Clooney and Arnaz romance the isle
Famed families' scions head to Hawaii for Catingub's music fest
Matt Catingub might have hit on something with "Return to Romance." It seems, like litmus, the concept colors all those involved in subtly different shades. For guest star Nick Clooney, it's a chance to revisit the great music of his youth, the tunes his sisters used to sing around the house; for Lucie Arnaz, the Hawaii connection scratches up emotional memories of a blissful childhood that was torn apart.
Return To Romance
Tickets are $45 to $75 per concert, available at the Blaisdell box office, Hawaii Theatre and Ticketmaster outlets. Call 591-2211.
» "The Most Romantic Songs Ever Written": with Lucie Arnaz, Nick and Nina Clooney, Brian Stokes Mitchell; 7:30 p.m. Thursday, Hawaii Theatre
» "Return to Romance -- the CD," 7 p.m. Friday, Waikiki Shell
» "The Rhythm of Romance": with Natalie Cole, Kenny Loggins, Michael McDonald and Ruben Studdard; 7 p.m. Sunday, Blaisdell Arena
"First of all, I love Hawaii more than anything in my life," said Arnaz from her snow-covered home in upstate New York. "I've been there many, many, many, many, many times -- our honeymoon, our anniversaries, brought our kids there many times, my parents brought me there when I was little -- Hawaii is my own special oasis on this planet."
Since Arnaz's parents were Desi Arnaz and Lucille Ball, the trips were a way of escaping the Hollywood pressure cooker.
"We had some of the happiest times of my life in Hawaii," she recalled, her voice going quiet. "It was before my parents were divorced and the time when they were at their happiest. No arguing, no work to take them away, and they just loved being there and with each other. My best memory of pure joy.
"As I got older, and my mom was married to somebody else and my dad was married to somebody else, still, if anyone said they were going to Hawaii, I would get tears in my eyes. The plane would land in Honolulu, and I would start to weep. ... You'd step off the plane and smell the flowers -- your scent memory is so strong -- every pore in my body remembers it."
Clooney's family also dissolved when he was a lad, and sisters Rosemary and Betty escaped by forming a singing duo. "I was the third-best singer in my family, so I went into the Army," laughed Clooney.
He then became a well-respected television news anchor and director in Ohio and Kentucky, and has written a thrice-weekly column for the Cincinnati Post for three decades now. He took brief stab at politics but lost to a Republican whose platform was "Nick Clooney is a loony liberal!"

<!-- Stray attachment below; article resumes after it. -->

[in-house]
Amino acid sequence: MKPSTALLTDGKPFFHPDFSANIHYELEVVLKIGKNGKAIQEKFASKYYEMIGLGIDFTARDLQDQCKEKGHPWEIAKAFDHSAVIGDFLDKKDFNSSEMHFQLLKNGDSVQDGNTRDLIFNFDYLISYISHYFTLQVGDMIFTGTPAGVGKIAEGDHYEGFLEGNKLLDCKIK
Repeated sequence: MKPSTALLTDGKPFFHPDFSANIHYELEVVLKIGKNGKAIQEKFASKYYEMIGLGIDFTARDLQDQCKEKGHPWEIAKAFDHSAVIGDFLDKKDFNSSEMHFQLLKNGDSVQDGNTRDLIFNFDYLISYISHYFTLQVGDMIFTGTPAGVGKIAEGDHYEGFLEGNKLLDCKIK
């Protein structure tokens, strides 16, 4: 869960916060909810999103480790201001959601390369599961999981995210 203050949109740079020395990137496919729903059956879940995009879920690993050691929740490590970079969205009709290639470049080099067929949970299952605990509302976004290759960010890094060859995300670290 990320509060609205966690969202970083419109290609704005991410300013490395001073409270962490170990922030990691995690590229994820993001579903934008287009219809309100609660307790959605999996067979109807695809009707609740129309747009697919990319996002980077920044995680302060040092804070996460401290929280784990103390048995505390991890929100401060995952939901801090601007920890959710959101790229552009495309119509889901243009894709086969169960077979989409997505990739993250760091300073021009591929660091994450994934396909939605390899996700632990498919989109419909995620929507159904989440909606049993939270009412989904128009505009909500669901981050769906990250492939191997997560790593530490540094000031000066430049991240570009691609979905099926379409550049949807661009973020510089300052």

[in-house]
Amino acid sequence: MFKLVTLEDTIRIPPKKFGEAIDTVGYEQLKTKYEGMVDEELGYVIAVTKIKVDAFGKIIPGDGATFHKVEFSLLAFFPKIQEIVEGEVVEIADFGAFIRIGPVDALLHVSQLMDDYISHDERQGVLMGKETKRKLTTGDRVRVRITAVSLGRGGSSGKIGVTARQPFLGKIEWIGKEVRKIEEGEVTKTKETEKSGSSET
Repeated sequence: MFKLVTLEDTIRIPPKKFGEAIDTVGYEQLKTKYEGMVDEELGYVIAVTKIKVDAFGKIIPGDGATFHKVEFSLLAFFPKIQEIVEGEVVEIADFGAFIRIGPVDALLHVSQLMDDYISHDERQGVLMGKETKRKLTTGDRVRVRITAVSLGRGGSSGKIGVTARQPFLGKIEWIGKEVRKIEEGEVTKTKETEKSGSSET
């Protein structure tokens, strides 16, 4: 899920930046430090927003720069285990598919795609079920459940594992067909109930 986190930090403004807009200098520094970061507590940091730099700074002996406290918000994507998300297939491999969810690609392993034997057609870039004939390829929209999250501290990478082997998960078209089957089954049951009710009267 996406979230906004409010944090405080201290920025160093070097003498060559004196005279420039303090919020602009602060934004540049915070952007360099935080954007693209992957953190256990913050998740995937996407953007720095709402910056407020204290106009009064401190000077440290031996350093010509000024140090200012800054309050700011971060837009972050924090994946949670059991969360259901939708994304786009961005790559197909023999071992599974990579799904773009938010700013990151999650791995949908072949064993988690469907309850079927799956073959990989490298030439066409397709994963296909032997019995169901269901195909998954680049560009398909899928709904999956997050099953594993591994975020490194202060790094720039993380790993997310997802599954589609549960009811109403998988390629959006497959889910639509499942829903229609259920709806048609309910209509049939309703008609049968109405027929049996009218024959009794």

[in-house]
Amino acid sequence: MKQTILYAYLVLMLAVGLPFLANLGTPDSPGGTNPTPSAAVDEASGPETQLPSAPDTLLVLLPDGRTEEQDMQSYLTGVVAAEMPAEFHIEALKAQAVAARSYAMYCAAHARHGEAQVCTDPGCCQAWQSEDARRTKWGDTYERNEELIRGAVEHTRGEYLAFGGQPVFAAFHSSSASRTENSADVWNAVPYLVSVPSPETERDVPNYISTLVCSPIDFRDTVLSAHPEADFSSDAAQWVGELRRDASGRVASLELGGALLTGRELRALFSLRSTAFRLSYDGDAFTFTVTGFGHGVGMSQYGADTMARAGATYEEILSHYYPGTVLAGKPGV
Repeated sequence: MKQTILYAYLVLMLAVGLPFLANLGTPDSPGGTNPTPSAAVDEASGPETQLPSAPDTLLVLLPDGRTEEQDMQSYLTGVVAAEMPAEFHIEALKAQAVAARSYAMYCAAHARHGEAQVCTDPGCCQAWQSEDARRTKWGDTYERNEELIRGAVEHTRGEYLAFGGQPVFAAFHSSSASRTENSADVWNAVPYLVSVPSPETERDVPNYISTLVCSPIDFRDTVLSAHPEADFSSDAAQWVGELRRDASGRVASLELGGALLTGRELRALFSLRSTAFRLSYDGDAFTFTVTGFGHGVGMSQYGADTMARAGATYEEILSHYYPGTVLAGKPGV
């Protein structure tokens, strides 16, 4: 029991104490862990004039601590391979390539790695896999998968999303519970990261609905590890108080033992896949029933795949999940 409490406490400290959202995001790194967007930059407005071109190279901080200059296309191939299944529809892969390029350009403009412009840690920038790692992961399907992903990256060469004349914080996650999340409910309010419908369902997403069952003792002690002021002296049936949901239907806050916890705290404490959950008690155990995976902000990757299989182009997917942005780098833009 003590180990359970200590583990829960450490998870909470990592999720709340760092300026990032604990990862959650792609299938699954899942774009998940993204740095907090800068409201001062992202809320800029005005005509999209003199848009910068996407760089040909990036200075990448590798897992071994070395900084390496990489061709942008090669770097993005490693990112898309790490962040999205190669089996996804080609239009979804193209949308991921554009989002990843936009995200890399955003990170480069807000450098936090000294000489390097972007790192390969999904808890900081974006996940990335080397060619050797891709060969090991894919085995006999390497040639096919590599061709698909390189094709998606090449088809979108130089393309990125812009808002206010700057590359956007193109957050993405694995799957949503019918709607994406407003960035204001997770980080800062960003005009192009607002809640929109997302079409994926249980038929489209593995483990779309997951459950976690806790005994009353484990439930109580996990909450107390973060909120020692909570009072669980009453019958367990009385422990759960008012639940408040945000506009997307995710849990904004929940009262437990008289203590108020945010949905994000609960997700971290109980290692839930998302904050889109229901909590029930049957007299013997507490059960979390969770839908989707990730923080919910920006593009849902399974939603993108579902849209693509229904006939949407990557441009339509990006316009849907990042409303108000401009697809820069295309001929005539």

Sister Rosemary and son George have -- ahem -- had some success in show business.
Six degrees time: Lucie Arnaz learned of Matt Catingub when she picked up Rosemary Clooney's posthumous "Last Concert" album, arranged by Catingub. "I thought, 'This guy's phenomenal!'" said Arnaz. "I've played it until it's worn out."
COURTESY RETURN TO ROMANCE FESTIVAL
Lucie Arnaz performs romantic classics on Thursday.
The songs are classics, and Clooney is eager to spread the word. "I won't be doing any singing!" he insists. "We're gonna have some people who do know how to do that. What I'll try to do, I think, is maybe put some of the music itself in perspective.
"I find myself the oldest guy in the room now everywhere I go, and I remember those days. There was a specific age in music, from about 1925 to maybe 1950, that a kind of mental convergence occurred in American popular music.
"There is empirical evidence because we have people who, even now, if they want to set a romantic mood for a movie or something, they're going to have to reach back and find one out of that enormous pool of remarkable music."
In those days, he said, everyone knew all the songs because there was only one hit parade -- not a fragmented collection of playlists for different genres.
"I know all these songs. I knew them the first time around. I know they weren't all good, too. But the interesting thing is they were all musical. Even if it was a nonsense song, there was a musicality to it that was undeniable. ... The interesting thing was, at one level or anther, the music was always trying to touch your rational being, rather than just your emotional sense. And I think that made a huge difference."
These tunes are "so pretty -- classic, beautiful love songs written by the best composers ever." said Arnaz. "I'm doing 'Can't Take My Eyes Off of You,' which is from the '70s. 'I'll Be Seeing You,' one of the greatest songs ever written, 'How Deep Is the Ocean.' Just a lot of good stuff!"
She and husband, Lawrence Luckinbill, are in the midst of selling their house in upper New York to move to Connecticut, and she's feeling reflective. They've lived there for a quarter-century.
"Empty nest syndrome, the kids have moved out and we're downsizing," sighed Arnaz, whose 24-year-old daughter, Kate Luckinbill, is also pursuing a musical stage career. "It just snowed here. We have 17 acres and lots of trees, and it looks spectacular."
Shouldn't she be out shoveling snow? And, once the tears have dried, will she rest up in the islands?
"Downtime? Of course! Are you kidding? Hawaii invented downtime! There's no uptime there! Stuff like this, I hate to call it work. To be in Hawaii, doing what I love to do, playing with an orchestra -- you just don't get to do that anymore.
"I just performed at Lincoln Center in a tribute to Marilyn and Allan Bergman, and you know, it was just piano, bass and drums. And I did my part with just piano, because they didn't want to come up with bass and drum charts! It was fine, but where are the days when you could salute great songs and songwriters with a full orchestra? It's real privilege, a real treat. I can't wait."